Without his 6o billion dollars, all of Gate’s fascistic ideas would be greeted with silence or a horselaugh and Mr. Gates would be considered a clown in the unlikely case he would be considered at all. With his 60 billion, Mr. Gates is the unelected, unaccountable Emperor of American Education. That is to say, public education, as Mr. Gates, like virtually all the education reformers, would never dream of subjecting his children or their teachers to the degrading, idiotic and debasing schemes he demands for our kids and their teachers.

Mr. Gates has spent the last decade simultaneously undermining and purchasing teacher unions, particularly the two largest, the National Education Association led by Dennis Roekel and American Federation of Teachers led by Randi Weingarten. Teacher unions were created to fight the very kind of imposition and degrading demands that Gates is implementing and forever proposing. Gates has made no secret of his contempt for teachers, even to the place of roaming the county suggesting their modest pensions are far too high.

Despite all this, both the National Education Association and the American Federation of Teachers, instead of ceaselessly pointing out to their members the danger of Mr. Gates and his kind, not merely to their profession but to a semblance of democracy itself, have repeatedly pretended that they can work Gates and all will be fine. Alternatively, they say stuff like, things are changing and unions must change with them.
One hears lots of this sort of defeated without a fight rubbish.
Privately, they insist they have no choice but to work with this man.

Why ? What happens if you don’t ?

Randi and Bill: Weingarten personally invited Bill Gates to be the keynote speaker at a national AFT Convention in an effort to promote “dialogue.”   Bill wasn’t listening.

Randi and Bill: Weingarten personally invited Bill Gates to be the keynote speaker at a national AFT Convention in an effort to promote “dialogue.” Bill wasn’t listening.

It is difficult to gauge the idiocy of this thinking. It is nothing less than suicidal. It is the reasoning of minds that have no understanding of how unions came to be and what they are for. That much the more when there is the track record of reckless experimentation on students and heretofore unimaginable teacher degradation to draw from. But it is not difficult to gauge the results. Schemes developed by Gates have already eliminated due process (tenure) for countless teachers, have already subjected teachers to an evaluation plan that is riddled with error and obscenities such as the contention that poverty is not a factor in student performance on standardized tests. It should be clear to anyone who has followed the billionaire backed farce called “education reform” that Bill Gates never “gives” a thin dime without somehow extracting much, much more in return. At this point, one would have to be crazy or clueless to be dealing with man. To be doing anything, that is, other than exposing him as the narcissistic, democracy hating monster that he is.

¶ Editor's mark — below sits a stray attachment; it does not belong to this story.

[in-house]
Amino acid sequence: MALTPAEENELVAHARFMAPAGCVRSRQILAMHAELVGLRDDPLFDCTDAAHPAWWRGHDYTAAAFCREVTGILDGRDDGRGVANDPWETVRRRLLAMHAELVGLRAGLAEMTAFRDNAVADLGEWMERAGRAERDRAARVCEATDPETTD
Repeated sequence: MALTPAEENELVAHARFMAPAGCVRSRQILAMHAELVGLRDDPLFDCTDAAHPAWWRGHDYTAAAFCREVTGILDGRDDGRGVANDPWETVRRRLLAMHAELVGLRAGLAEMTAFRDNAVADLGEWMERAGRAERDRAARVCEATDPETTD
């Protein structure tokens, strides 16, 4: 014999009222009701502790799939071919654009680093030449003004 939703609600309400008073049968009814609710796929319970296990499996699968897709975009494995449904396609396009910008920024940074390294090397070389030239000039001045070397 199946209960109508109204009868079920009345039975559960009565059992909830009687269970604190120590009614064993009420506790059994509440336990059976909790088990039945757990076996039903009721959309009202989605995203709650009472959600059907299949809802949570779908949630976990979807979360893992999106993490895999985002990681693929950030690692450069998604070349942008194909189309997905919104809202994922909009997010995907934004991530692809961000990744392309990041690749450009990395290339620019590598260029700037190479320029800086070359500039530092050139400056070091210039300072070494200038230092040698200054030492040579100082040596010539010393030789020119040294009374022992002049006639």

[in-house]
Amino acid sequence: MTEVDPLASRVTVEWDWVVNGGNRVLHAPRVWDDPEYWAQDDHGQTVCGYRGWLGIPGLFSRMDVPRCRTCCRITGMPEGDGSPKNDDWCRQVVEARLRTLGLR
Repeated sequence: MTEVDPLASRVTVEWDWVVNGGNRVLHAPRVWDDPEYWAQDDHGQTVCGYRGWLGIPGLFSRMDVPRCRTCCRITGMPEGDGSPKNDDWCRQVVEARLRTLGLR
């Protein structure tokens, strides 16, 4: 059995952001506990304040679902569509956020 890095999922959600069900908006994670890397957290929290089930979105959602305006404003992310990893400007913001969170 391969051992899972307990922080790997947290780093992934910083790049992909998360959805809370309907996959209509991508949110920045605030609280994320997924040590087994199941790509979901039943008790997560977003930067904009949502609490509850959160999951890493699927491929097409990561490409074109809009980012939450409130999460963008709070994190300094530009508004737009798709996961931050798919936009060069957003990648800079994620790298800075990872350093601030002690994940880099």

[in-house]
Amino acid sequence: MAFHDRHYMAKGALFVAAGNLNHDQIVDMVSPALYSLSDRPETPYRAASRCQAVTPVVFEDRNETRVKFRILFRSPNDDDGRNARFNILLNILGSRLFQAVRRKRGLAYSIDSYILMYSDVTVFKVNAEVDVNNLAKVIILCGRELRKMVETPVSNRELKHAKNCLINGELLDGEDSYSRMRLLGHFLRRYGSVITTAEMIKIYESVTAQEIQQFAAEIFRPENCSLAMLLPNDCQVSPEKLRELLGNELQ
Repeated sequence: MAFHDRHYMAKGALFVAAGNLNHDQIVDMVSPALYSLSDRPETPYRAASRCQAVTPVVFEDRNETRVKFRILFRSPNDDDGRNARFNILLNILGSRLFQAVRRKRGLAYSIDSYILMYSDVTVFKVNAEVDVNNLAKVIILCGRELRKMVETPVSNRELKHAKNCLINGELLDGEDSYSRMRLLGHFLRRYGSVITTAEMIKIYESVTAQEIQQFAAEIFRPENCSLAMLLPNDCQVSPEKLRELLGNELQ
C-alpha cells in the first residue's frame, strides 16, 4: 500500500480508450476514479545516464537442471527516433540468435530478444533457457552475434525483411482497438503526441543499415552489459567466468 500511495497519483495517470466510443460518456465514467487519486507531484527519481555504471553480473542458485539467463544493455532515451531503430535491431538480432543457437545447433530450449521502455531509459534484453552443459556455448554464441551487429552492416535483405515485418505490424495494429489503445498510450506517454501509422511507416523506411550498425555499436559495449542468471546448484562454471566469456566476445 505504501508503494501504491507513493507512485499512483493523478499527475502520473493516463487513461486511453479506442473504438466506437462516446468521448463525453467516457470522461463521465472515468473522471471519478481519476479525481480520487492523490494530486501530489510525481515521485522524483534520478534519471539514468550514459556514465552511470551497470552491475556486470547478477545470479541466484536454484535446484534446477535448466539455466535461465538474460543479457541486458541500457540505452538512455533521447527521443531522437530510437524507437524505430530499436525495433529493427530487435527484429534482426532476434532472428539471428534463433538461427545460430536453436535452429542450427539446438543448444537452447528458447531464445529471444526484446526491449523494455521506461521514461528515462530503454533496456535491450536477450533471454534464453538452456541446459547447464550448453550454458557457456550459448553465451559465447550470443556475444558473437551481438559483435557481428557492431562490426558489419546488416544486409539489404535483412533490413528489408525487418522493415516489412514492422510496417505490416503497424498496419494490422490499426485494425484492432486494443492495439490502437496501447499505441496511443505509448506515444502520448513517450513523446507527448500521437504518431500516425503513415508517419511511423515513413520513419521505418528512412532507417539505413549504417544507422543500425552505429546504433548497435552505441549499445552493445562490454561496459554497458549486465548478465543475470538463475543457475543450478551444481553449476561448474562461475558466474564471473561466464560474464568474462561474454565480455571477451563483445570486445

Both the NEA and the AFT are willingly becoming adjuncts of the Gates Foundation.
(If you think I exaggerate observe the NEA website which reads like an ad for Common) Core among other Gate’s schemes http://www.nea.org/home/609.htm )
It is time for members to do all that can be legally done to remove Mr. Dennis Van Roekel and Ms. Randi Weingarten from power. Indeed, long past time.

Their actions are beyond parody and beyond disgrace and lead only one way: complete and utter disempowerment for union members. I do not know how this can be done but I know it must before the very idea of a union – that which without there can be neither dignity nor rights for workers of any kind – is completely eviscerated from this land. Such evisceration is precisely the goal of Mr. Gates and his kind and they will succeed if we do not stop them.

http://blogs.edweek.org/edweek/teacherbeat/2012/05/gates_foundation_awards_550000.html

The Common Core: Putting Corporations First. Always

November 17, 2012

 

There is an old saying that’s been running through my mind quite a bit these days:  “What is good for the goose is  good for the gander.”

Alas, alas…some seem to disagree.

For the past decade American teachers have been in the cross hairs of the most well financed, relentless, and hydra-headed public relations campaign against a legal profession in our history.  Nothing else even comes close. Indeed, I can think of no other formally respected   profession ever so targeted.  Anywhere. At  any time.  This campaign, which masquerades as a movement, was created by  and  is bankrolled  by the richest individuals in the nation and backed by  some of the most powerful political figures in the land under the rubric of education reform.  Most prominent in the former category are Bill Gates, the Walton family, Eli Broad and any number of hedge fund managers such as instant education expert   Whitney Tilson, founder of the egregious Democrats for Education Reform (DFER).  Prominent in the latter category are Jeb Bush, Andrew Cuomo, Rahm Emmanuel and Barack Obama. Despite such powerful figures,  the campaign likes to present itself not merely as a movement  but as  a grass roots movement, spontaneously erupting like a long simmering volcano, it’s gases escaping from the magma chambers of the American educational earth.

Three Friends